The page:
Project Feels is a project of The New York Times’s Data Science team to understand and predict the emotional impact of Times articles. The quest was to predict the emotions evoked by a Times article. And thus lead the advertisers to place ads more suitable to the context of the story. That would have lead to a better conversion.
We built prediction algorithms with large amounts of data collected via crowd-sourcing. Our predictions made sense qualitatively, and we ran successful experiments demonstrating that readers’ emotional response positively correlated with engagement on articles (source).
To collect the data for emotion prediction, 1200 readers voluntarily participated to create the initial dataset. First time ever when New York Times systematically crowd-sourced data for Machine Learning. Respondents were asked about how they felt after reading a series of articles. And they were asked to choose from many category, which included ‘No Emotion’.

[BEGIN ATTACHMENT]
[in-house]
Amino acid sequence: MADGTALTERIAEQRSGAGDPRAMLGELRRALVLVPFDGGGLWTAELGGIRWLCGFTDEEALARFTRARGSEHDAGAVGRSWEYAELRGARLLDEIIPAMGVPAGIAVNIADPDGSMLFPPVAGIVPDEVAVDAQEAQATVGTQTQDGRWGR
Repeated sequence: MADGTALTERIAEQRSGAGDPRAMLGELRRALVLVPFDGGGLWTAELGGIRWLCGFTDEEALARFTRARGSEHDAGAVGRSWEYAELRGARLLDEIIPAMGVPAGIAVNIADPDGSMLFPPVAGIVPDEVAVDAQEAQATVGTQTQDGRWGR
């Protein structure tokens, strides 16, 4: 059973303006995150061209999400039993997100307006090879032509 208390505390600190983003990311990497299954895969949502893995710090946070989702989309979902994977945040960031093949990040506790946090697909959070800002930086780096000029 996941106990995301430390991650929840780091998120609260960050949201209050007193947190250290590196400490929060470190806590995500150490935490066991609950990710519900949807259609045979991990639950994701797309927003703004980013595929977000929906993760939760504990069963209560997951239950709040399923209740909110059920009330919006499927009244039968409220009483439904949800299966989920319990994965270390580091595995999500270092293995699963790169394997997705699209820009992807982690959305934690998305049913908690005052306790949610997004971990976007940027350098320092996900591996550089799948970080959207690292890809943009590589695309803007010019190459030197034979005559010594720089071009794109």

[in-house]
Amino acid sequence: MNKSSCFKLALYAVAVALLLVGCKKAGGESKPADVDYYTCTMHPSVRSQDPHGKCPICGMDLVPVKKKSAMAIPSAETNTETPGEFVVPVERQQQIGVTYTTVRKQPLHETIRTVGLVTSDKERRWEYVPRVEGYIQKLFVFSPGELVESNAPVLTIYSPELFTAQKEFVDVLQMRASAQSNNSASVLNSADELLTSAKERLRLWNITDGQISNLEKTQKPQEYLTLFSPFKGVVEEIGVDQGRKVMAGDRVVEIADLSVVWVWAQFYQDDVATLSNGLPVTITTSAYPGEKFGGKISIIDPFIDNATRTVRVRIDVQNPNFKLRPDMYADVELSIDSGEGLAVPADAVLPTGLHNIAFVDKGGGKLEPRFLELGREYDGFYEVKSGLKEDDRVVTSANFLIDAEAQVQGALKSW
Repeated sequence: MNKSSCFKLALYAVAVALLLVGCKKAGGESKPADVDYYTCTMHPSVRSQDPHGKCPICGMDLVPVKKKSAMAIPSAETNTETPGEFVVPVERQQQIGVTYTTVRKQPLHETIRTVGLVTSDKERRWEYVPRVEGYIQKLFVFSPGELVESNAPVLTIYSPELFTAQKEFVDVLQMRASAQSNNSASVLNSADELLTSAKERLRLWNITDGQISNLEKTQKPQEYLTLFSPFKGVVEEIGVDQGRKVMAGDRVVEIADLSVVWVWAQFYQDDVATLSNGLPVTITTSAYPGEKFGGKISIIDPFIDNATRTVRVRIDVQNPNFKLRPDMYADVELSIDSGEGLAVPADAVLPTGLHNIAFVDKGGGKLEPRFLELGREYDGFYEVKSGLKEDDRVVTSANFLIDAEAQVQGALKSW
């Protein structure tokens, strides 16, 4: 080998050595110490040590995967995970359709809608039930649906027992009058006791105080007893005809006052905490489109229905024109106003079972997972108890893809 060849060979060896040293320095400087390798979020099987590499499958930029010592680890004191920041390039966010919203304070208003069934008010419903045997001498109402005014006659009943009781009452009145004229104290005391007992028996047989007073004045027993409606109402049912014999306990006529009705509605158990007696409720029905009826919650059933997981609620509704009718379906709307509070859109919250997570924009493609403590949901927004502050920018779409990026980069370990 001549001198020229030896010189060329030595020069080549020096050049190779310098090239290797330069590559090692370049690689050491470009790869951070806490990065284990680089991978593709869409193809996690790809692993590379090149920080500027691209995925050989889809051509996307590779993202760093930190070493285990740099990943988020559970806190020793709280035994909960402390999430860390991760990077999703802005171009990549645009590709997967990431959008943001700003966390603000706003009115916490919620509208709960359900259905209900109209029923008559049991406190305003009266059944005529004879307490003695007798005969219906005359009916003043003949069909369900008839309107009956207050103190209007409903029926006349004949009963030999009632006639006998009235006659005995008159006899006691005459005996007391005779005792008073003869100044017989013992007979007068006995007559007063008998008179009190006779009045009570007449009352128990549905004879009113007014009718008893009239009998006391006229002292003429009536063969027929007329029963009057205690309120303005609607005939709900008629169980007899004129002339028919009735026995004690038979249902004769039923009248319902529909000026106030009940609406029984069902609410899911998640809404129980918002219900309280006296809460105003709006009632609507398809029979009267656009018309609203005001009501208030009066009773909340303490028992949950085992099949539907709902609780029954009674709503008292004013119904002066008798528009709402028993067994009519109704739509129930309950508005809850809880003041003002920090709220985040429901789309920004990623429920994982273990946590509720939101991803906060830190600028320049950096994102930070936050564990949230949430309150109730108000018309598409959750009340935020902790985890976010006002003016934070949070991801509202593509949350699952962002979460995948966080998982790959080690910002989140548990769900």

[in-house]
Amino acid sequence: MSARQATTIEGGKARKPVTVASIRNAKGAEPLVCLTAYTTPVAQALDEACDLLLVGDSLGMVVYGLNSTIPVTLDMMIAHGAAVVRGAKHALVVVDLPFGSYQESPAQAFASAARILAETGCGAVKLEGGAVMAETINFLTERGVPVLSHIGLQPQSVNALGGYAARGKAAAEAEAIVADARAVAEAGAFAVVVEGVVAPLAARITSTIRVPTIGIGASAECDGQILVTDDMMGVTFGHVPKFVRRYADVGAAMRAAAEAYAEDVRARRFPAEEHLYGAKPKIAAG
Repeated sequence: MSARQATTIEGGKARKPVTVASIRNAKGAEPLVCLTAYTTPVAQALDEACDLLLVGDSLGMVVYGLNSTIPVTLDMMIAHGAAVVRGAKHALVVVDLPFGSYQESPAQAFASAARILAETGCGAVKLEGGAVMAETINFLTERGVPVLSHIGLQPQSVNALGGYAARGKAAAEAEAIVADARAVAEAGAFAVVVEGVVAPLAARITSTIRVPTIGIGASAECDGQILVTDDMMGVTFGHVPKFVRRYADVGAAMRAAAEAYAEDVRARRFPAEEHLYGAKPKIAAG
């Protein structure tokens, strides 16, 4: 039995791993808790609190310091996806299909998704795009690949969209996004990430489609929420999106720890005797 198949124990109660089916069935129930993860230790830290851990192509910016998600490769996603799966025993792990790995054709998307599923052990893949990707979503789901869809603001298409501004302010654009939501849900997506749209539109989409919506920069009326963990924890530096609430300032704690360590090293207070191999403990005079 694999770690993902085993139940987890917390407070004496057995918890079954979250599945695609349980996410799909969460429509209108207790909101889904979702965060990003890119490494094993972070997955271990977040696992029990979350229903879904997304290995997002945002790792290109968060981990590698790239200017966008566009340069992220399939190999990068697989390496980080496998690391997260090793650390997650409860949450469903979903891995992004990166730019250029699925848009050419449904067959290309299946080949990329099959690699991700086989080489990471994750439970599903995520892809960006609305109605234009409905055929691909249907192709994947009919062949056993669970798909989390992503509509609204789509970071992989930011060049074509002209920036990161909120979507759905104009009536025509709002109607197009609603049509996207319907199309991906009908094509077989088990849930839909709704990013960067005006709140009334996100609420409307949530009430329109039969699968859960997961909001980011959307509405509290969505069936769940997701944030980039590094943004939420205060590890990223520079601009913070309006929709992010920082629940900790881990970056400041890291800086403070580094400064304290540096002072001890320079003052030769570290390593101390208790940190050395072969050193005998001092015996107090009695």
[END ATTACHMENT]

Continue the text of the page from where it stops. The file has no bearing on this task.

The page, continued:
Data was further cleaned using statistical techniques to measure time-completion and disagreements.
Asking respondents questions about difficult articles gave us more information than if we had asked about straightforward articles. Selecting trickier pieces can help a machine learning algorithm achieve high predictive performance with limited data.
Ads were then screened against top-scoring articles in each emotional category in a controlled experiment. The goal was to see whether ads on emotion-tagged articles performed better or worse than our control, and whether emotions performed differently.
Across the board, articles that were top in emotional categories, such as love, sadness and fear, performed significantly better than articles that were not. We saw significant differentiation between articles tagged with emotions, showing that readers’ emotional response to articles is useful for predicting advertising engagement.
Crowd-sourcing the dataset shows that, reader feedback can be incorporated in a systematic way to learn new insights from existing data.